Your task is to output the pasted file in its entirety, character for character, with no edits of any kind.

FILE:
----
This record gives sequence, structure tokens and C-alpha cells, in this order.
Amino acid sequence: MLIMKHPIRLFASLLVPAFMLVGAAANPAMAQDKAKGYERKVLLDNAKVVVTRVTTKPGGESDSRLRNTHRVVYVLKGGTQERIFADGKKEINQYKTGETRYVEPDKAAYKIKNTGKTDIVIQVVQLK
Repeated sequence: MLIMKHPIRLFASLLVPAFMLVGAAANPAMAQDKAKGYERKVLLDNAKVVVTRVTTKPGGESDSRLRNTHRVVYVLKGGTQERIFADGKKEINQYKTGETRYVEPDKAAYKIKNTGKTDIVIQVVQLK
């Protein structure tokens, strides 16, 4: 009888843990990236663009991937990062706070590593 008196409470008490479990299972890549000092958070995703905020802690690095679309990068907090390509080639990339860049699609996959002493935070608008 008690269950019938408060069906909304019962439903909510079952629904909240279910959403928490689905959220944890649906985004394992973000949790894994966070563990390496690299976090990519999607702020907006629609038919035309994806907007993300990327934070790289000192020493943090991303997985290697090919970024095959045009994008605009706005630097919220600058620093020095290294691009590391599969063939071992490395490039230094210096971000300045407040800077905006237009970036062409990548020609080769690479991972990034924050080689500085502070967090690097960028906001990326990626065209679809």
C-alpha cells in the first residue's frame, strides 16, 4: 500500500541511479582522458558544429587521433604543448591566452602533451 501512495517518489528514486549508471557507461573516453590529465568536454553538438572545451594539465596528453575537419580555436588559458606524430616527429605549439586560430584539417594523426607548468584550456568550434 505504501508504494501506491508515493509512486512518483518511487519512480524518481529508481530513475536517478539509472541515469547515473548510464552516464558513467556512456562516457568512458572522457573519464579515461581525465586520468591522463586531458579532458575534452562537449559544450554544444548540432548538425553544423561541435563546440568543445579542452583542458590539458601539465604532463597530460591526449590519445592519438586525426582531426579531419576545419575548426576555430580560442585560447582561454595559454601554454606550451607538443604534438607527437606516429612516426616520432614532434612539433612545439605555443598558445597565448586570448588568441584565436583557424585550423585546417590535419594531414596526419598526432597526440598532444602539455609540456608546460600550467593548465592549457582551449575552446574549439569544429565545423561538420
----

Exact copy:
This record gives sequence, structure tokens and C-alpha cells, in this order.
Amino acid sequence: MLIMKHPIRLFASLLVPAFMLVGAAANPAMAQDKAKGYERKVLLDNAKVVVTRVTTKPGGESDSRLRNTHRVVYVLKGGTQERIFADGKKEINQYKTGETRYVEPDKAAYKIKNTGKTDIVIQVVQLK
Repeated sequence: MLIMKHPIRLFASLLVPAFMLVGAAANPAMAQDKAKGYERKVLLDNAKVVVTRVTTKPGGESDSRLRNTHRVVYVLKGGTQERIFADGKKEINQYKTGETRYVEPDKAAYKIKNTGKTDIVIQVVQLK
């Protein structure tokens, strides 16, 4: 009888843990990236663009991937990062706070590593 008196409470008490479990299972890549000092958070995703905020802690690095679309990068907090390509080639990339860049699609996959002493935070608008 008690269950019938408060069906909304019962439903909510079952629904909240279910959403928490689905959220944890649906985004394992973000949790894994966070563990390496690299976090990519999607702020907006629609038919035309994806907007993300990327934070790289000192020493943090991303997985290697090919970024095959045009994008605009706005630097919220600058620093020095290294691009590391599969063939071992490395490039230094210096971000300045407040800077905006237009970036062409990548020609080769690479991972990034924050080689500085502070967090690097960028906001990326990626065209679809």
C-alpha cells in the first residue's frame, strides 16, 4: 500500500541511479582522458558544429587521433604543448591566452602533451 501512495517518489528514486549508471557507461573516453590529465568536454553538438572545451594539465596528453575537419580555436588559458606524430616527429605549439586560430584539417594523426607548468584550456568550434 505504501508504494501506491508515493509512486512518483518511487519512480524518481529508481530513475536517478539509472541515469547515473548510464552516464558513467556512456562516457568512458572522457573519464579515461581525465586520468591522463586531458579532458575534452562537449559544450554544444548540432548538425553544423561541435563546440568543445579542452583542458590539458601539465604532463597530460591526449590519445592519438586525426582531426579531419576545419575548426576555430580560442585560447582561454595559454601554454606550451607538443604534438607527437606516429612516426616520432614532434612539433612545439605555443598558445597565448586570448588568441584565436583557424585550423585546417590535419594531414596526419598526432597526440598532444602539455609540456608546460600550467593548465592549457582551449575552446574549439569544429565545423561538420